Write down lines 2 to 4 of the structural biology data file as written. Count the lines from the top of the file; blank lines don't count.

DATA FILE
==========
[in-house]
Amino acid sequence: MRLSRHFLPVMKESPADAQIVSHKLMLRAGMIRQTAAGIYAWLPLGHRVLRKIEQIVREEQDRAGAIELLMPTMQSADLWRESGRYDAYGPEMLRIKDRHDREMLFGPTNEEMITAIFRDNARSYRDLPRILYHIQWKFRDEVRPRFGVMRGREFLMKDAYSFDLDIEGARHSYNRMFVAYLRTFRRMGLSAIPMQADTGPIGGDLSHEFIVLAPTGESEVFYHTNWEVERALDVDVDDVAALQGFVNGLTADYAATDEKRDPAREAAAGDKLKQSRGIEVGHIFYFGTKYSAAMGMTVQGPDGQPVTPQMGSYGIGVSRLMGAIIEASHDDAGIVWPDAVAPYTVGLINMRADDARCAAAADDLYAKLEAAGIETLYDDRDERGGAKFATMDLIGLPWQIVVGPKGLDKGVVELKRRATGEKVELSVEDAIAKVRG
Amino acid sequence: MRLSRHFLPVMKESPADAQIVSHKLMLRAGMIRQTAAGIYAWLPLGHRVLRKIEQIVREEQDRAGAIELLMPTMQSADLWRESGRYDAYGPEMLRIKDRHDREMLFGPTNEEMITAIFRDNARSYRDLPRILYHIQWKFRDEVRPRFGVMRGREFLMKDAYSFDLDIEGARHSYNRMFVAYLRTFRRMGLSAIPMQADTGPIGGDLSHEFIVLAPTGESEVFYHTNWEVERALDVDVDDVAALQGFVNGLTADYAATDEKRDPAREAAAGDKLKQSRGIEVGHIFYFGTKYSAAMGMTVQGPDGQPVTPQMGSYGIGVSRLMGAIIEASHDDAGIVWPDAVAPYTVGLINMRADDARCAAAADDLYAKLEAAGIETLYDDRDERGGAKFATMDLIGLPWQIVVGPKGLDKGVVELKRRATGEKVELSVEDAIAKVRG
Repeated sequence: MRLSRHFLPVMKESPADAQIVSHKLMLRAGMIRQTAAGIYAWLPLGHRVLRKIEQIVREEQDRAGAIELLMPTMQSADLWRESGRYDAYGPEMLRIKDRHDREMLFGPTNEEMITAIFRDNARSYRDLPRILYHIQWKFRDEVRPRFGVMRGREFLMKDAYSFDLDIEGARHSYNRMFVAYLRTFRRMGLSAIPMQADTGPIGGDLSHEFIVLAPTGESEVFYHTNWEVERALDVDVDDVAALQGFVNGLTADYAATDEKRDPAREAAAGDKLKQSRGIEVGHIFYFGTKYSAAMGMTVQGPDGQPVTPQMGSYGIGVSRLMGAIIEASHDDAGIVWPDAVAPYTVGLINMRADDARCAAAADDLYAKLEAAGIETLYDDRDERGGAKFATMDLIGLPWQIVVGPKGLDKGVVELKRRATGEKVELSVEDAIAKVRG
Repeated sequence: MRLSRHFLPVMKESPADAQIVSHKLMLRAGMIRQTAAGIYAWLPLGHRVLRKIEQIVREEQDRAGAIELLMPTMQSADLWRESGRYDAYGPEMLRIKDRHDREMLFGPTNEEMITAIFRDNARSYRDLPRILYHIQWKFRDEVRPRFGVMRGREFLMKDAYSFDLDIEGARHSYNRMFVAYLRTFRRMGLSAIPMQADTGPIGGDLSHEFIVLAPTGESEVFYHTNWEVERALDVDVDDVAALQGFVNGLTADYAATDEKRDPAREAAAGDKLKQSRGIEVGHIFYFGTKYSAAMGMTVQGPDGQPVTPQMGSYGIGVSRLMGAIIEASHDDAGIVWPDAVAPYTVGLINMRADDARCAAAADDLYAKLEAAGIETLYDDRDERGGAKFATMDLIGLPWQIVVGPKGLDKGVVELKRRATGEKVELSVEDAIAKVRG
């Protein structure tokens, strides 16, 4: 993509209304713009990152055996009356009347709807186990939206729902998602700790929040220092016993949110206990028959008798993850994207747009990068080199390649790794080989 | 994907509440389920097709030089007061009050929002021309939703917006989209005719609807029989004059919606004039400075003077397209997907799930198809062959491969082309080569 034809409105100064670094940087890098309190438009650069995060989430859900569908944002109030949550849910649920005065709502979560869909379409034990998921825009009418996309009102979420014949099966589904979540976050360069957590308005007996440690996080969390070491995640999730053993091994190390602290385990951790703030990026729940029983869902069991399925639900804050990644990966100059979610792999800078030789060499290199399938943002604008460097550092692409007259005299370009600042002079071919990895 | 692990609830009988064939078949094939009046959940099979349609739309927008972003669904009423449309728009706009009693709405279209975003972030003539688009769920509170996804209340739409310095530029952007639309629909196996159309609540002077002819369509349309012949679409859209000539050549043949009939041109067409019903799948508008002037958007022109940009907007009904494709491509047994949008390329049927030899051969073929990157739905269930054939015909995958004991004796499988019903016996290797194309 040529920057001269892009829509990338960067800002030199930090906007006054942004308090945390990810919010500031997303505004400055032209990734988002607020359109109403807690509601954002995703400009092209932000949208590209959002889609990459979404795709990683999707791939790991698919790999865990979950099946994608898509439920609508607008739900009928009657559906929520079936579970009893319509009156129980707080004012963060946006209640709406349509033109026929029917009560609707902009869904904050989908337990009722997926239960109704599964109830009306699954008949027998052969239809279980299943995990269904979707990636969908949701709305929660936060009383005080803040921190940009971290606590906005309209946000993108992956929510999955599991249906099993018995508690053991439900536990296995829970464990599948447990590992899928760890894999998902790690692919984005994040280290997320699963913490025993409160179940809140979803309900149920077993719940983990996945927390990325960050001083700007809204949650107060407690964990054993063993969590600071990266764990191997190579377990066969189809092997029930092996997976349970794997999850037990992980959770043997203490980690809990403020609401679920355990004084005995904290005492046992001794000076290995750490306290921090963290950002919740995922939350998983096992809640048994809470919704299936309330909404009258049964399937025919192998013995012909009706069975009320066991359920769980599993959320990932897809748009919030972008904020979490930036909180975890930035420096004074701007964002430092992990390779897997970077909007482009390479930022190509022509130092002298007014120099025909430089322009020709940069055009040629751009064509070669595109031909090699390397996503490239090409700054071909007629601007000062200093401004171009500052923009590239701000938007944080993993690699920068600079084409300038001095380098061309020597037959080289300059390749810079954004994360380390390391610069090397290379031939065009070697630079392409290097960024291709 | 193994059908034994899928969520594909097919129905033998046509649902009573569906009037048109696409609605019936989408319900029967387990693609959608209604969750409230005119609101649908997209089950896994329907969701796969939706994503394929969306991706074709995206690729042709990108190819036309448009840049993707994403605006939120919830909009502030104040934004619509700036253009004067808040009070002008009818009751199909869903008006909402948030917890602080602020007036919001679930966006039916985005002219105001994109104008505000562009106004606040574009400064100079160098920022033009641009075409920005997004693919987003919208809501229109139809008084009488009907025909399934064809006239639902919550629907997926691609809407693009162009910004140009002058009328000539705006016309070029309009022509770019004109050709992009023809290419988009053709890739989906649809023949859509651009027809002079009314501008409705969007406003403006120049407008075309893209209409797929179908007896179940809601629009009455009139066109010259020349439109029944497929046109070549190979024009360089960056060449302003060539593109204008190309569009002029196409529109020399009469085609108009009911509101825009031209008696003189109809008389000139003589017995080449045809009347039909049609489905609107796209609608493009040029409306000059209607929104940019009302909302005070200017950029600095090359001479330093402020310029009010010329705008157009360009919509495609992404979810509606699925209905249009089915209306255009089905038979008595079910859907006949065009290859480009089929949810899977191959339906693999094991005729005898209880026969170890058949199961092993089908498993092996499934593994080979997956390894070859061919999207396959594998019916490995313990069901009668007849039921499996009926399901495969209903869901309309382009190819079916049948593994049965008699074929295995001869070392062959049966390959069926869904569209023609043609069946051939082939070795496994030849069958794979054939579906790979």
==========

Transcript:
Amino acid sequence: MRLSRHFLPVMKESPADAQIVSHKLMLRAGMIRQTAAGIYAWLPLGHRVLRKIEQIVREEQDRAGAIELLMPTMQSADLWRESGRYDAYGPEMLRIKDRHDREMLFGPTNEEMITAIFRDNARSYRDLPRILYHIQWKFRDEVRPRFGVMRGREFLMKDAYSFDLDIEGARHSYNRMFVAYLRTFRRMGLSAIPMQADTGPIGGDLSHEFIVLAPTGESEVFYHTNWEVERALDVDVDDVAALQGFVNGLTADYAATDEKRDPAREAAAGDKLKQSRGIEVGHIFYFGTKYSAAMGMTVQGPDGQPVTPQMGSYGIGVSRLMGAIIEASHDDAGIVWPDAVAPYTVGLINMRADDARCAAAADDLYAKLEAAGIETLYDDRDERGGAKFATMDLIGLPWQIVVGPKGLDKGVVELKRRATGEKVELSVEDAIAKVRG
Amino acid sequence: MRLSRHFLPVMKESPADAQIVSHKLMLRAGMIRQTAAGIYAWLPLGHRVLRKIEQIVREEQDRAGAIELLMPTMQSADLWRESGRYDAYGPEMLRIKDRHDREMLFGPTNEEMITAIFRDNARSYRDLPRILYHIQWKFRDEVRPRFGVMRGREFLMKDAYSFDLDIEGARHSYNRMFVAYLRTFRRMGLSAIPMQADTGPIGGDLSHEFIVLAPTGESEVFYHTNWEVERALDVDVDDVAALQGFVNGLTADYAATDEKRDPAREAAAGDKLKQSRGIEVGHIFYFGTKYSAAMGMTVQGPDGQPVTPQMGSYGIGVSRLMGAIIEASHDDAGIVWPDAVAPYTVGLINMRADDARCAAAADDLYAKLEAAGIETLYDDRDERGGAKFATMDLIGLPWQIVVGPKGLDKGVVELKRRATGEKVELSVEDAIAKVRG
Repeated sequence: MRLSRHFLPVMKESPADAQIVSHKLMLRAGMIRQTAAGIYAWLPLGHRVLRKIEQIVREEQDRAGAIELLMPTMQSADLWRESGRYDAYGPEMLRIKDRHDREMLFGPTNEEMITAIFRDNARSYRDLPRILYHIQWKFRDEVRPRFGVMRGREFLMKDAYSFDLDIEGARHSYNRMFVAYLRTFRRMGLSAIPMQADTGPIGGDLSHEFIVLAPTGESEVFYHTNWEVERALDVDVDDVAALQGFVNGLTADYAATDEKRDPAREAAAGDKLKQSRGIEVGHIFYFGTKYSAAMGMTVQGPDGQPVTPQMGSYGIGVSRLMGAIIEASHDDAGIVWPDAVAPYTVGLINMRADDARCAAAADDLYAKLEAAGIETLYDDRDERGGAKFATMDLIGLPWQIVVGPKGLDKGVVELKRRATGEKVELSVEDAIAKVRG